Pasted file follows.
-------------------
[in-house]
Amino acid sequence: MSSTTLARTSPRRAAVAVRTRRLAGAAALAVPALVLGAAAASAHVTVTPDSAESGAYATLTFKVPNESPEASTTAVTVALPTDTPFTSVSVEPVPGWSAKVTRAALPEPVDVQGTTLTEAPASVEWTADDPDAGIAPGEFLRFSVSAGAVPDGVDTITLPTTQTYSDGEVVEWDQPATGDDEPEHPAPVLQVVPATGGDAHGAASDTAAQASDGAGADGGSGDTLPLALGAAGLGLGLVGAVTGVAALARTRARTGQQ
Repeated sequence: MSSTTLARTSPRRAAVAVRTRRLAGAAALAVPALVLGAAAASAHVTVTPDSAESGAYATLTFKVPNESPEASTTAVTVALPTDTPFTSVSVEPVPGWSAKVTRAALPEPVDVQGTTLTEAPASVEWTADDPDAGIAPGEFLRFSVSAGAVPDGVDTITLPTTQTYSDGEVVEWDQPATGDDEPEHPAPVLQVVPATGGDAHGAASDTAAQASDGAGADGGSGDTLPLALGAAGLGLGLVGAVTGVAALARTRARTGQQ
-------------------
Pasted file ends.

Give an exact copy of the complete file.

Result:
[in-house]
Amino acid sequence: MSSTTLARTSPRRAAVAVRTRRLAGAAALAVPALVLGAAAASAHVTVTPDSAESGAYATLTFKVPNESPEASTTAVTVALPTDTPFTSVSVEPVPGWSAKVTRAALPEPVDVQGTTLTEAPASVEWTADDPDAGIAPGEFLRFSVSAGAVPDGVDTITLPTTQTYSDGEVVEWDQPATGDDEPEHPAPVLQVVPATGGDAHGAASDTAAQASDGAGADGGSGDTLPLALGAAGLGLGLVGAVTGVAALARTRARTGQQ
Repeated sequence: MSSTTLARTSPRRAAVAVRTRRLAGAAALAVPALVLGAAAASAHVTVTPDSAESGAYATLTFKVPNESPEASTTAVTVALPTDTPFTSVSVEPVPGWSAKVTRAALPEPVDVQGTTLTEAPASVEWTADDPDAGIAPGEFLRFSVSAGAVPDGVDTITLPTTQTYSDGEVVEWDQPATGDDEPEHPAPVLQVVPATGGDAHGAASDTAAQASDGAGADGGSGDTLPLALGAAGLGLGLVGAVTGVAALARTRARTGQQ